The fixture list for the blue ribbon team events at the Invictus Games, published today, reveals who the British Armed Forces team will take on at the international sports event for ‘wounded warriors’. Armed with the knowledge of who they will face on London’s Queen Elizabeth Olympic Park, the players are more determined than ever to put on a show for the home crowd in the Copper Box Arena.

Invictus is Latin for unconquered, a word that embodies the fighting spirit of wounded, injured and sick Servicemen and women. The Invictus Games, presented by Jaguar Land Rover, are a unique chance for the public to celebrate this ‘invictus spirit’ through sporting achievement at venues made famous by the London 2012 Olympic and Paralympic Games. Tickets cost £12.85 and are on sale

Wheelchair Rugby – Friday 12 September (Copper Box Arena)

On Friday 12 September the British Wheelchair Rugby team take on Denmark in the morning session (8.30-11.30) before resuming their quest for Gold against New Zealand in the final Pool B tie in Session 2. They will be hoping to make the Semi-Final later that session (13.00-16.00) where they will face Australia, Italy or the USA. That would also guarantee them a further match in Session 3 (17.30-21.00) in either the Bronze medal play-off or the Final.

The sport also known as ‘murderball’ is always a crowd pleaser owing to its fast pace and high degree of contact among players. Fans with a seat for the evening session will also see Prince Harry take to the court in the Copper Box Arena in a Celebrity Match. Joining him will be Olympic legends Dame Kelly Holmes and Denise Lewis, singer Example, Zara Tindall and her Rugby World Cup winning husband Mike Tindall. They will do battle under the watchful eye of managers Rugby World Cup winners Jonny Wilkinson and Sir Clive Woodward.

Wheelchair Basketball – Saturday 13 September (Copper Box Arena)

The following day the British Wheelchair Basketball team face Australia in the morning Session (9.00-12.00) ahead of two Pool A deciders vs. France and New Zealand in Session 2 (13.30-16.30). Session 3 (18.00-21.00) awaits for the Semi-Finalists which could see Britain go head-to-head with any of their Pool B counterparts: Denmark, Germany, Italy or the USA. All will have their sights on reaching the Final, with the match to decide Gold and Silver, along with the Bronze medal play-off, taking place later that night.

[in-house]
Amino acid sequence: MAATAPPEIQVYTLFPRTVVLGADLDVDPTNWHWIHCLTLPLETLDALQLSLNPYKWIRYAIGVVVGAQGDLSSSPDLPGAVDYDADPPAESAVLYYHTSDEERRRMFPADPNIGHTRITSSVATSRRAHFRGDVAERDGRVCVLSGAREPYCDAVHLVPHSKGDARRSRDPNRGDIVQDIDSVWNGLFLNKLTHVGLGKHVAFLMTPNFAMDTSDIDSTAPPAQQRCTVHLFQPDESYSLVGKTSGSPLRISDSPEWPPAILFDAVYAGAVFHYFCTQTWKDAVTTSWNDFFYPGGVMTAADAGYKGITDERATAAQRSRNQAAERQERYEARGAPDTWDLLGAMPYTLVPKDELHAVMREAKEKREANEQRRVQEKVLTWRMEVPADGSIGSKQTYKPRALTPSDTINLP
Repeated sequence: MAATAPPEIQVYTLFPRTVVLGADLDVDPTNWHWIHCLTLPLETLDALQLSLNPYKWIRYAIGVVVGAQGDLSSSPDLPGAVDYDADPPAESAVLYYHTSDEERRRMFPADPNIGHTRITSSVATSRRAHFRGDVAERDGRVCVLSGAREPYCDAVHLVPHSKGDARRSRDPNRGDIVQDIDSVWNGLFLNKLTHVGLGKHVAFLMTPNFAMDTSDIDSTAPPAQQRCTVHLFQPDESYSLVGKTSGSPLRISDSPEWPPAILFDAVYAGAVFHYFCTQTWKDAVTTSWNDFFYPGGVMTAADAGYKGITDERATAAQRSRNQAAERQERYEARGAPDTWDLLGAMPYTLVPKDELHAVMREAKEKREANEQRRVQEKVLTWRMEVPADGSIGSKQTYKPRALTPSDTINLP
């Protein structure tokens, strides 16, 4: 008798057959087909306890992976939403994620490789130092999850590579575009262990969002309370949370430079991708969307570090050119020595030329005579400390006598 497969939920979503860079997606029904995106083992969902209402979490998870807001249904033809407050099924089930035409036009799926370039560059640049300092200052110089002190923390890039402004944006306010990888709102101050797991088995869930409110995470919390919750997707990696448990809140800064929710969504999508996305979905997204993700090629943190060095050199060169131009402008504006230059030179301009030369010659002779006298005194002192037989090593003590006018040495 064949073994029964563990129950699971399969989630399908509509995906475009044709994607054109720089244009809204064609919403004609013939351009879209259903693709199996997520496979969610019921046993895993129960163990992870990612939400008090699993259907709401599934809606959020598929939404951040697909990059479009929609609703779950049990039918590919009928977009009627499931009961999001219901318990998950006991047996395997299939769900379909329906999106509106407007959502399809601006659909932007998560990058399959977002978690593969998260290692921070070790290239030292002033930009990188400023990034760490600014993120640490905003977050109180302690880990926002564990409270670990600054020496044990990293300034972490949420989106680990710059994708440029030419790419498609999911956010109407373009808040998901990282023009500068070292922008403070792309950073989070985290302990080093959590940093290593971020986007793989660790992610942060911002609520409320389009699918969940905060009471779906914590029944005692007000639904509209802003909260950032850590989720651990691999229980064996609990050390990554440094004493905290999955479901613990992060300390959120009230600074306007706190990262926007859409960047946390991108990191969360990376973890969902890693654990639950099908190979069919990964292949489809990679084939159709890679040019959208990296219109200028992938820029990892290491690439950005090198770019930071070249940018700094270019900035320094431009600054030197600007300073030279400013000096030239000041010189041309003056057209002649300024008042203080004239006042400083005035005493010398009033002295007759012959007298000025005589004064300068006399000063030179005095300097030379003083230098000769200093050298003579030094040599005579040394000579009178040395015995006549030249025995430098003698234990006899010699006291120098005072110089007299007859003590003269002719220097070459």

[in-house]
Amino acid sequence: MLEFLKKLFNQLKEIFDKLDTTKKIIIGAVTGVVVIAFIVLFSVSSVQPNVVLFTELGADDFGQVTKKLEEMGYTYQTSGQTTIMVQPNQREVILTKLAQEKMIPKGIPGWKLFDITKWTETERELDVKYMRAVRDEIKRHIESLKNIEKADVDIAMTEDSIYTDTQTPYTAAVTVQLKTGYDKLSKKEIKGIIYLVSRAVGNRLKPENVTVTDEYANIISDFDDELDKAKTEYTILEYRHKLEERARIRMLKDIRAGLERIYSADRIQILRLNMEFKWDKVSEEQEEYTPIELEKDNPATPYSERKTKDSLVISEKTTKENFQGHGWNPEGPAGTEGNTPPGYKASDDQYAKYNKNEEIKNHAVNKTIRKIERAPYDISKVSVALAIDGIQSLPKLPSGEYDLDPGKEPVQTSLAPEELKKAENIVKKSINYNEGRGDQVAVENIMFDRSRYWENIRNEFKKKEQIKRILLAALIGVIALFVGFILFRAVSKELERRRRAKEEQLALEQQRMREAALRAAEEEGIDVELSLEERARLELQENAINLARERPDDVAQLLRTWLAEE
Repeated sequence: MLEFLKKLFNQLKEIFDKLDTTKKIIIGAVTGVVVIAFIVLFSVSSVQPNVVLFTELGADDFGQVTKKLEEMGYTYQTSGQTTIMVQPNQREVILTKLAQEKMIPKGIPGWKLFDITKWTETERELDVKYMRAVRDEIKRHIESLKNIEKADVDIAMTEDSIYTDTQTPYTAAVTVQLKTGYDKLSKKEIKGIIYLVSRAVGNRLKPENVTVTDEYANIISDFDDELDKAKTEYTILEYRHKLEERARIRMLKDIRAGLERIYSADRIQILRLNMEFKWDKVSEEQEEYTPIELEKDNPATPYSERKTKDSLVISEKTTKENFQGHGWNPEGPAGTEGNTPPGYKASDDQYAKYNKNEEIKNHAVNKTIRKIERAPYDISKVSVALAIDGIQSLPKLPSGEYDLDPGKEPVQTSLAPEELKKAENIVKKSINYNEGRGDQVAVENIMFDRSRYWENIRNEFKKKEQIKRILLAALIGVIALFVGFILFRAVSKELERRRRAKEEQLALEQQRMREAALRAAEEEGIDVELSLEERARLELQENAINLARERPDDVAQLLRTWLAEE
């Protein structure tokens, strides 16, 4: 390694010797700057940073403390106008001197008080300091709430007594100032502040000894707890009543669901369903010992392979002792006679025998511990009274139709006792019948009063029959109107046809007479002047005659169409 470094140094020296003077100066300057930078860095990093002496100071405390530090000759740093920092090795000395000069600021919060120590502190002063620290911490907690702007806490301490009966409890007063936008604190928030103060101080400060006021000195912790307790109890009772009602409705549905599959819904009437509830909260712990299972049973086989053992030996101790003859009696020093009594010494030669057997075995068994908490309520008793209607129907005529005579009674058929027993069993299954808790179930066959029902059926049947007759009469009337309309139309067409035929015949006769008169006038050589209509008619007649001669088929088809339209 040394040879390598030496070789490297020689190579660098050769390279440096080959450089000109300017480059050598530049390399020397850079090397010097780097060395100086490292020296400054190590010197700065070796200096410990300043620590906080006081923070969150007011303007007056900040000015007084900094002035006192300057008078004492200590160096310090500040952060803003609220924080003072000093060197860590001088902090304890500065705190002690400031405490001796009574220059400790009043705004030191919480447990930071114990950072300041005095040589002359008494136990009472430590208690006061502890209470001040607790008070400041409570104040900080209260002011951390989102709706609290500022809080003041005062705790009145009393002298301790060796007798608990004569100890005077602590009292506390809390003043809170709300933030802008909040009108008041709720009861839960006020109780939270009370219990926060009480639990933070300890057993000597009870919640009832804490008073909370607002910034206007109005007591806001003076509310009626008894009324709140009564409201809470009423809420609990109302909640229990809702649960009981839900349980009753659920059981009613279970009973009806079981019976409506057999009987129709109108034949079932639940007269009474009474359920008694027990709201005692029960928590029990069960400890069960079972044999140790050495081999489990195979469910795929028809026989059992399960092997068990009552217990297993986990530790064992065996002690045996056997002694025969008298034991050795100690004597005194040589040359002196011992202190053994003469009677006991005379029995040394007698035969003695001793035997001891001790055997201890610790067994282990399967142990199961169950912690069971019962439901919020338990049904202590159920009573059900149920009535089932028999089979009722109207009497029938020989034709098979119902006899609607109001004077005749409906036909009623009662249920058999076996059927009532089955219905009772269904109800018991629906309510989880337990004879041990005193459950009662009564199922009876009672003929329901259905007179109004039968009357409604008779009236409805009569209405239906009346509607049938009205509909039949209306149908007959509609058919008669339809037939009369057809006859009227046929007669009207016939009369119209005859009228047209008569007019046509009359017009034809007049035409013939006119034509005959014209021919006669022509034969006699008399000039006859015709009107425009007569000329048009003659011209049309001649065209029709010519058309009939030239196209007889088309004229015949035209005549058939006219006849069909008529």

Wheelchair Basketball was first played in the US, when American soldiers injured during World War II met on a court at a rehabilitation hospital and adapted the running game to continue their enjoyment in sport. One of the few sports to have been present at all editions of the Paralympic Games, today Wheelchair Basketball is the most played adaptive sport in the world. It retains most major rules of conventional basketball with the same court dimensions and 10-ft hoops promising high-scoring action. Every two touches on the wheelchair, players must bounce, pass or shoot the ball; each team of five has 24-seconds during which to throw it towards the hoop.

Sitting Volleyball – Sunday 14 September (Copper Box Arena)

Like other nations, the British Sitting Volleyball team must first get past the preliminary rounds to make it to the Copper Box Arena. Australia, New Zealand and the Netherlands lie in wait in the crucial qualifying matches but with the sport one of the most dynamic in the Paralympic programme, supporters are hedging their bets and buying tickets for Session 1 (8.30-11.30) which features the sudden-death Semi-Finals and Session 2 (13.00-16.00) which will determine who wins Gold, Silver and Bronze.

The Invictus Games are being organised with the support and backing of The Royal Foundation of The Duke and Duchess of Cambridge and Prince Harry and the Ministry of Defence. More than 400 wounded, injured and sick Servicemen and women, serving and veteran and from 13 nations, will compete in nine adaptive sports. Queen Elizabeth Olympic Park and the Lee Valley Athletics Centre will host the events thanks to the Mayor of London Boris Johnson, the London Legacy Development Corporation, the Lee Valley Regional Park Authority, DCMS and Sport England.